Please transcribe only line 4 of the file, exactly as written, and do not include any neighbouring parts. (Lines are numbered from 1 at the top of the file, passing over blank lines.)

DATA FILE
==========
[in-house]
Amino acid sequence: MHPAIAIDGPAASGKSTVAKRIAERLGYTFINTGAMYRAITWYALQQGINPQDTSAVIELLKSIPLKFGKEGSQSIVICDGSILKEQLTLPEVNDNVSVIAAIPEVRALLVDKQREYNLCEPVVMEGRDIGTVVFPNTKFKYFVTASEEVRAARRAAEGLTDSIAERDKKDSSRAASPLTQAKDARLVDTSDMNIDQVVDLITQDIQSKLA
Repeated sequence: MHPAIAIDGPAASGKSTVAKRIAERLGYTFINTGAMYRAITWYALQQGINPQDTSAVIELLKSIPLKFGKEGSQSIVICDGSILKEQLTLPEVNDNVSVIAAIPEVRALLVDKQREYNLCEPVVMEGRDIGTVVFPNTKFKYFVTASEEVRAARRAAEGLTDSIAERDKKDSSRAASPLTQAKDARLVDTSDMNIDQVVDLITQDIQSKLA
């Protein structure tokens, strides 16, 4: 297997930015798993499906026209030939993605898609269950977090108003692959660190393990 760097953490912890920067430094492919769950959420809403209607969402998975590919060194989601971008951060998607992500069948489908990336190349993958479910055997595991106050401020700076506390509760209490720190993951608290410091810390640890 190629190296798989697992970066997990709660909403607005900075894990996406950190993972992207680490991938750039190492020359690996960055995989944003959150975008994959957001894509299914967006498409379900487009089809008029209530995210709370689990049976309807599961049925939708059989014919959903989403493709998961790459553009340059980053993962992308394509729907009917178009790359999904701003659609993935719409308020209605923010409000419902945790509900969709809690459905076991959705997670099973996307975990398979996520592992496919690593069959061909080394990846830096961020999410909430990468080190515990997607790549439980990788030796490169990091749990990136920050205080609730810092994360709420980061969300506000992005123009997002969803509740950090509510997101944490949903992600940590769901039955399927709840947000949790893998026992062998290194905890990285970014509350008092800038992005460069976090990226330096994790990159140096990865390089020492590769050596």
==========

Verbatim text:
């Protein structure tokens, strides 16, 4: 297997930015798993499906026209030939993605898609269950977090108003692959660190393990 760097953490912890920067430094492919769950959420809403209607969402998975590919060194989601971008951060998607992500069948489908990336190349993958479910055997595991106050401020700076506390509760209490720190993951608290410091810390640890 190629190296798989697992970066997990709660909403607005900075894990996406950190993972992207680490991938750039190492020359690996960055995989944003959150975008994959957001894509299914967006498409379900487009089809008029209530995210709370689990049976309807599961049925939708059989014919959903989403493709998961790459553009340059980053993962992308394509729907009917178009790359999904701003659609993935719409308020209605923010409000419902945790509900969709809690459905076991959705997670099973996307975990398979996520592992496919690593069959061909080394990846830096961020999410909430990468080190515990997607790549439980990788030796490169990091749990990136920050205080609730810092994360709420980061969300506000992005123009997002969803509740950090509510997101944490949903992600940590769901039955399927709840947000949790893998026992062998290194905890990285970014509350008092800038992005460069976090990226330096994790990159140096990865390089020492590769050596």